Lone Star Stories, No. 21, June 1, 2007

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"Tradition" by Jo Walton
"Things with the Same Name" by Nina Kiriki Hoffman
In "Eating Their Sins and Ours" by Jay Lake, the unnamed narrator has been captured by aliens, a result of her own carelessness.  Now, she’s having to wrestle with near-starvation, thirst, and her own regrets.  She also has to find a way to understand her alien captors—and their strange request. 
The story starts out as almost clichéd science fiction—the enemy ships are attacking, the ship’s systems are down, the crew is in mortal danger—but it doesn’t stay there long.  As the narrator struggles to understand her captors with their unusual syntax, we get a glimpse into two vastly different cultures and the one thing that can bring them together: the sin-eater. 
"Eating Their Sins and Ours" blends science fiction, linguistics, and Southern religion into a delightfully strange melee of a story.  Underlying themes of repentance and atonement support the story’s structure without being glaring or pedantic.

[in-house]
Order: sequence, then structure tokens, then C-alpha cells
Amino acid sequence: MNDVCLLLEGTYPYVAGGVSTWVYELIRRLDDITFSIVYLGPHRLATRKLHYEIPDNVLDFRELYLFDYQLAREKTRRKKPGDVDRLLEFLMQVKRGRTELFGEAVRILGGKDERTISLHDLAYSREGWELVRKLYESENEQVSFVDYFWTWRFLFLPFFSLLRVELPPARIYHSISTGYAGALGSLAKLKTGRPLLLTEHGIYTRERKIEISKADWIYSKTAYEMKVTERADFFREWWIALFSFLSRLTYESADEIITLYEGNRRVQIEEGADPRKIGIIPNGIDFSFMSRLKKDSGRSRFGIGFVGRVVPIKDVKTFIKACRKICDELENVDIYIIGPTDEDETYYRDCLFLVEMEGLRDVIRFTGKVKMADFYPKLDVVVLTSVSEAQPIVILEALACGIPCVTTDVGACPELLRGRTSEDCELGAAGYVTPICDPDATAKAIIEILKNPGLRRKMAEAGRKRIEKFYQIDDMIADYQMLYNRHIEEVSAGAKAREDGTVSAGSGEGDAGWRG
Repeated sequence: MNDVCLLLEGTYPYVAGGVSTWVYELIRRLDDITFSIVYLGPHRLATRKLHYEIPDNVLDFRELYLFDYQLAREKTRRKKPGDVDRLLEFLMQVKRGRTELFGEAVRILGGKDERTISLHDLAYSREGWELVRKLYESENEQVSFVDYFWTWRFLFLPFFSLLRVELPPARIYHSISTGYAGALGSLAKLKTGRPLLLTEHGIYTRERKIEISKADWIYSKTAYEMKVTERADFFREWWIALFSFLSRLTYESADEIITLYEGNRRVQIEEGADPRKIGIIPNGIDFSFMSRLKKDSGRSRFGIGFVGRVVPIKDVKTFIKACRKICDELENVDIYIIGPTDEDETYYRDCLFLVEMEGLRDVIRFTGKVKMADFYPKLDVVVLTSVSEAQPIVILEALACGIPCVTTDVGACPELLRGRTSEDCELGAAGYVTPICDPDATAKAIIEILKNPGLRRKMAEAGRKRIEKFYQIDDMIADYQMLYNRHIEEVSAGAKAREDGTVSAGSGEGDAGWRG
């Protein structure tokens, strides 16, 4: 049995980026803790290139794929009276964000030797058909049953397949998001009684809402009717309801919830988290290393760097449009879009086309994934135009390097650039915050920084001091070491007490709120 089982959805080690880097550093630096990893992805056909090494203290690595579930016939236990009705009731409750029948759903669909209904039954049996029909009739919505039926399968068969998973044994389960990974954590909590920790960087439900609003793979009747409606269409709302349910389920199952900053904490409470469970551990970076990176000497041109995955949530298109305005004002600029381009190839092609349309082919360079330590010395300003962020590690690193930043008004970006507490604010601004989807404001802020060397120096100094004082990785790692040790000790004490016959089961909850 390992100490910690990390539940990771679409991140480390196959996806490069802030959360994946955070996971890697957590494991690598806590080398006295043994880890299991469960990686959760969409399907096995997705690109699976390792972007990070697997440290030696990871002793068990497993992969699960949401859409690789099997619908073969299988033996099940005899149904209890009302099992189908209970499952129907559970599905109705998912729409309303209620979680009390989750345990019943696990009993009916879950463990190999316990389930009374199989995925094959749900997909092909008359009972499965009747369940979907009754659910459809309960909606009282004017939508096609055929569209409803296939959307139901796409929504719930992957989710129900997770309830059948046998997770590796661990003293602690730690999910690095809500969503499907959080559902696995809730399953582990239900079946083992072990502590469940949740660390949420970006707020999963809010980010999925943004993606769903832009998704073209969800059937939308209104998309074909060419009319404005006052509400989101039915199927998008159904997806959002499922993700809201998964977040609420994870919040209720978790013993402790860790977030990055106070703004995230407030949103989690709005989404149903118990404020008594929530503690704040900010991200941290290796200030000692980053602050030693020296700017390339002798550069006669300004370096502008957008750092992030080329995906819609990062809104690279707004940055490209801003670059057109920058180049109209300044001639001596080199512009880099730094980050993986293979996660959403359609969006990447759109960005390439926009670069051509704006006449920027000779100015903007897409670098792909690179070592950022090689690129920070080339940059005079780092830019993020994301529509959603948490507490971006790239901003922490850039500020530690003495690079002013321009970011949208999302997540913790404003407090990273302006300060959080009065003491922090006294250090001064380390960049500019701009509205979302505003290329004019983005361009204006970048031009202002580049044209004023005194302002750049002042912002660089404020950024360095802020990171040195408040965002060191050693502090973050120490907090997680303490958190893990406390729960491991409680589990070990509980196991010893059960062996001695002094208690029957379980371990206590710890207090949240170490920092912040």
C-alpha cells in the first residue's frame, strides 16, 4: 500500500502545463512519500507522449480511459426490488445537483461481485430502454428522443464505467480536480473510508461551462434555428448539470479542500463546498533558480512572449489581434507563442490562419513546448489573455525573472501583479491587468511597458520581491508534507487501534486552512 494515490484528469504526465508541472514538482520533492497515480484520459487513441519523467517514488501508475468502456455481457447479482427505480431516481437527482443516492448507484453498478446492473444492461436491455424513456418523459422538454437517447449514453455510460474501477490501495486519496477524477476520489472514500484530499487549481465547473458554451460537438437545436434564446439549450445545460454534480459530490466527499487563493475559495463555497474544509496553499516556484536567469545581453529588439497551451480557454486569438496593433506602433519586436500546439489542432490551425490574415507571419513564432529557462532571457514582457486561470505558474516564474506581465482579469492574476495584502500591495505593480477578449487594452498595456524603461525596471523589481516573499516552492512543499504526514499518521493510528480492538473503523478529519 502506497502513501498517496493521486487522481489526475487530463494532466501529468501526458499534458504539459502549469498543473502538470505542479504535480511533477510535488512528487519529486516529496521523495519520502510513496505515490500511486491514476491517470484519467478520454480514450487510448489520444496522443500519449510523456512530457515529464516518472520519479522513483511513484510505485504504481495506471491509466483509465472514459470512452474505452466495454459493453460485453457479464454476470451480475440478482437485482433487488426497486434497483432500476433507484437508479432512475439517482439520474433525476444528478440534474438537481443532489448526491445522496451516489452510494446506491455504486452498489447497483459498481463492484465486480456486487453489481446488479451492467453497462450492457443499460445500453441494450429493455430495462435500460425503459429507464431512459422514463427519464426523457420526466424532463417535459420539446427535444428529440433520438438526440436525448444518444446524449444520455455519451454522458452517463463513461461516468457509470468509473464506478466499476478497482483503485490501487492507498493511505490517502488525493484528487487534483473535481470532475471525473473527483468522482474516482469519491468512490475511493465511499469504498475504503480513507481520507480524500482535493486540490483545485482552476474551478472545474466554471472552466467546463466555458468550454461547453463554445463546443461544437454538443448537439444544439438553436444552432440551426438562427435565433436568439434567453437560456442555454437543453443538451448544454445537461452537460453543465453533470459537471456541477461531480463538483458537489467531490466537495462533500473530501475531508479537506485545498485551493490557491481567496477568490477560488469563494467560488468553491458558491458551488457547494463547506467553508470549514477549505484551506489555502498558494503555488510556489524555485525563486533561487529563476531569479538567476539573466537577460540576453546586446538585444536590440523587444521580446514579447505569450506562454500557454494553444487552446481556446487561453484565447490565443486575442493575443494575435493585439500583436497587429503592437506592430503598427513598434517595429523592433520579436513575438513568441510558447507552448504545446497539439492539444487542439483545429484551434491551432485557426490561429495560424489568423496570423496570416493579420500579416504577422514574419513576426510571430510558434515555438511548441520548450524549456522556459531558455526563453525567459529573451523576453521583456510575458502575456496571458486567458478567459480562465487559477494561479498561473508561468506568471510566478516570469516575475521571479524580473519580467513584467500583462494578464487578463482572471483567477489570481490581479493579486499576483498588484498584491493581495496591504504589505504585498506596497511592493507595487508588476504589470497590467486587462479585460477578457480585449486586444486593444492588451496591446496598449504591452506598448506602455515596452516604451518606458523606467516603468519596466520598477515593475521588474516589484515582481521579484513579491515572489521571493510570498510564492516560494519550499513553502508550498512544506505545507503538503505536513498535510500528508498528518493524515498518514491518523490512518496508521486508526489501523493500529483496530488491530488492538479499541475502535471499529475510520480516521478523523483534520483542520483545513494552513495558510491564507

"Tradition" by Jo Walton is a short but sweet story about a colony in the stars and the odd customs that go along with life on a different planet—one custom in particular.  There’s not much of a plot to the story, and I found the cutesy voice a bit irritating, but it’s short enough to sustain itself in spite of both these problems. 
In Nina Kiriki Hoffman‘s "Things with the Same Name," Charlie gets into a fight with his mother—again—and winds up wandering along the road in a snowstorm.  A woman offers him a ride, but promptly kicks him out of her car when he tells her his name. 
It’s hard to say more about the plot without giving away the storyline, but "Things with the Same Name" is unusual, startling, heartwarming, and full of unexpected twists.  The author delicately probes questions of existence and motives, while you find yourself carried along by the rich characterization and a story that has you reading just to find out what happens next.  Who are we really?  Who do we want to be?  And is it ever too late to change?  From its startling first sentence to its rich and moving climax, the story delivers answers to those questions.  Well worth the read!